-Ryan
 

eac67gt

Moderator
Staff member
H-M Supporter-Premium
#6
My concerns with sulfuric acid are that, for the home hobbyist, it is more dangerous. It ranked higher as a toxic waste, labeled as a know carcinogen and just more dangerous to handle.
Nickel-acetate is another that is on the list of know carcinogens also.
I tried to somewhat stay away from more hazardous things but it is impossible in any anodizing. Limiting what you are using is more desirable.
If it was for a more critical application, military or industrial there is no doubt other ways would be more acceptable and at that point I probably would take the parts to an anodizer/plater.
One thing I have noticed, in general, when going to places like finishing.com or caswells and many others is there are a lot of conflicting answers to many of the anodizing practices.
I am a hobbyist and want the safest method I can use, for the most part because its hard to get away from some, that will give me acceptable finish and performance on the simple parts we do.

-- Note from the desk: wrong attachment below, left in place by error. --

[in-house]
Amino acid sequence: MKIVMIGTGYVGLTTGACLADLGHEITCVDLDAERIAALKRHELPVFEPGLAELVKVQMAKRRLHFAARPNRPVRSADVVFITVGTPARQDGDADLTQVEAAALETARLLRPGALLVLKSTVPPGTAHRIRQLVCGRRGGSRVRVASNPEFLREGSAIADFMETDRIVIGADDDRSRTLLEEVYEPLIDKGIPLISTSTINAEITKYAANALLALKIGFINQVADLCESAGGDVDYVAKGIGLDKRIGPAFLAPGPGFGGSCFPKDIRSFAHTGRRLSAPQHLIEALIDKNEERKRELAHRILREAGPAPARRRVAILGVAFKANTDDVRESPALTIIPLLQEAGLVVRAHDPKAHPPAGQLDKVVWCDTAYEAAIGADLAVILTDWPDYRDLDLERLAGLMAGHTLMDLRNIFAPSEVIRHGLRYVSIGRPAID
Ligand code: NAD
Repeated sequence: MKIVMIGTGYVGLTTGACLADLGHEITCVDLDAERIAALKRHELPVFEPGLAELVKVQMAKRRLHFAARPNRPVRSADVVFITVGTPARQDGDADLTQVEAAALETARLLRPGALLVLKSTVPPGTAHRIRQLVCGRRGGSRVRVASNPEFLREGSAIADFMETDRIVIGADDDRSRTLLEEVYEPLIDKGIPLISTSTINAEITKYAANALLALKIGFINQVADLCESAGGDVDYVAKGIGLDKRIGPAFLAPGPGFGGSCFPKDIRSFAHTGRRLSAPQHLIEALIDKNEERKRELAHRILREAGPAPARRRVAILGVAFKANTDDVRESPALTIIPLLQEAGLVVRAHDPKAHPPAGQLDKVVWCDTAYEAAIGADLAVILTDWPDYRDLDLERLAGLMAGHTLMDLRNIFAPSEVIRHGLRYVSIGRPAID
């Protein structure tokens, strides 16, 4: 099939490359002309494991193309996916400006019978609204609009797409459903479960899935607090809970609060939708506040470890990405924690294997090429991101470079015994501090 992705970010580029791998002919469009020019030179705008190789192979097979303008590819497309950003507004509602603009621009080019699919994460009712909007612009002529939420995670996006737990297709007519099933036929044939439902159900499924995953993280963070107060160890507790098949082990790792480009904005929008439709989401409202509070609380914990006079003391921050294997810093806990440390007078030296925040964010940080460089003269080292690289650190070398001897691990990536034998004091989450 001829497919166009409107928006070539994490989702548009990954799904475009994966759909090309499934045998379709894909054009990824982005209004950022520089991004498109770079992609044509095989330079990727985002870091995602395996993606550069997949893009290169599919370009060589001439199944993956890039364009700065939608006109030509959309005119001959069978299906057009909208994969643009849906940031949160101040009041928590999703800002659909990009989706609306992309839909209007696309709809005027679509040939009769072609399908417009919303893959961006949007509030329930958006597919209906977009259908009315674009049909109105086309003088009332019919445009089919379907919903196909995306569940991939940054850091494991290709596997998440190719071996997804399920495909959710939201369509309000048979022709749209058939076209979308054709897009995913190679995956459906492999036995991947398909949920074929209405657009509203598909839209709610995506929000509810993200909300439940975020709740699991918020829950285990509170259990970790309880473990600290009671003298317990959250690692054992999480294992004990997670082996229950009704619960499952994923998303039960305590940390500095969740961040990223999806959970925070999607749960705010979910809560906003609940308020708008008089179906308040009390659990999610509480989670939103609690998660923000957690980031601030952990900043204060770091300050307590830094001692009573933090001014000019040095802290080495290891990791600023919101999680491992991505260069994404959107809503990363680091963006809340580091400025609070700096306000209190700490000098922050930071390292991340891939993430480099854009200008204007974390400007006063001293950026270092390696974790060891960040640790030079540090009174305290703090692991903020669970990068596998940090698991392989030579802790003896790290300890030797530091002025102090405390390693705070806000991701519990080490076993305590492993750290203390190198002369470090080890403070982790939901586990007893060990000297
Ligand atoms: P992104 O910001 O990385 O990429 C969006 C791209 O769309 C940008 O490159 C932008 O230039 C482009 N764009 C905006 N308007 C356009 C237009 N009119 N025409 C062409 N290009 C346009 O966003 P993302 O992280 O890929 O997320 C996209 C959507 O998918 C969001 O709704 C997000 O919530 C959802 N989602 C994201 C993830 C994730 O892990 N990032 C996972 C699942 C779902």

One thing I don't want to do is scare away any possible hobbyist from trying anodizing. Its fun its simple and it needs to be no more for playing/hobbying.
 

eac67gt

Moderator
Staff member
H-M Supporter-Premium
#7
Up date here and this is probably the best post to make this update.
I ran into one problem after another using the sodium bisulfate for anodizing. Even though I was getting great results, at time, there was issues with consistant finish. Using the sodium bisulfate method the normal anodizing calculations are not suitable so your kind of flying by the seat of your pants. The solution loses its ph level real fast leaving you with no fix other than dumping more money down the drain.